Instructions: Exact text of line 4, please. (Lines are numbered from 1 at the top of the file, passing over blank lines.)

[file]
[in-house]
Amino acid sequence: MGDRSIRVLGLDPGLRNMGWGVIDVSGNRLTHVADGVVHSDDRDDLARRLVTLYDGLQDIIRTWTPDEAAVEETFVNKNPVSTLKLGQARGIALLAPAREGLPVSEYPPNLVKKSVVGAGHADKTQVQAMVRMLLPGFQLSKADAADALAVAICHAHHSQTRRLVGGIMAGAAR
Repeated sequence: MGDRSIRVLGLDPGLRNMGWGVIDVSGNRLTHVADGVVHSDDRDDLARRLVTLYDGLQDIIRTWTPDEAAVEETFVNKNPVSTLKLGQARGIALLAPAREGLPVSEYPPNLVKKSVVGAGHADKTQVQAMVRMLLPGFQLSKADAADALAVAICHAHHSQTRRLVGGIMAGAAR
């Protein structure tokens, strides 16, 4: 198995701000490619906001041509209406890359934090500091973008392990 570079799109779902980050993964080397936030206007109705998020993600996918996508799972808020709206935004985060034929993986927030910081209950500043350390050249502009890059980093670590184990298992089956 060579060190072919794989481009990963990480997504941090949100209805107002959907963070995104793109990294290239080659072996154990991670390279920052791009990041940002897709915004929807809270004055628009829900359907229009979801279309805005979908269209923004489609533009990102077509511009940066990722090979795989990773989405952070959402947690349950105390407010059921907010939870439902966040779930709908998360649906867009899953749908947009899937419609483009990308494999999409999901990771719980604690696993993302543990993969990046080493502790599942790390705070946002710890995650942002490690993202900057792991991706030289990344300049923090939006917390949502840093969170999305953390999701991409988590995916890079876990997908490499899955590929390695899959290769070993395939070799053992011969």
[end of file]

């Protein structure tokens, strides 16, 4: 198995701000490619906001041509209406890359934090500091973008392990 570079799109779902980050993964080397936030206007109705998020993600996918996508799972808020709206935004985060034929993986927030910081209950500043350390050249502009890059980093670590184990298992089956 060579060190072919794989481009990963990480997504941090949100209805107002959907963070995104793109990294290239080659072996154990991670390279920052791009990041940002897709915004929807809270004055628009829900359907229009979801279309805005979908269209923004489609533009990102077509511009940066990722090979795989990773989405952070959402947690349950105390407010059921907010939870439902966040779930709908998360649906867009899953749908947009899937419609483009990308494999999409999901990771719980604690696993993302543990993969990046080493502790599942790390705070946002710890995650942002490690993202900057792991991706030289990344300049923090939006917390949502840093969170999305953390999701991409988590995916890079876990997908490499899955590929390695899959290769070993395939070799053992011969």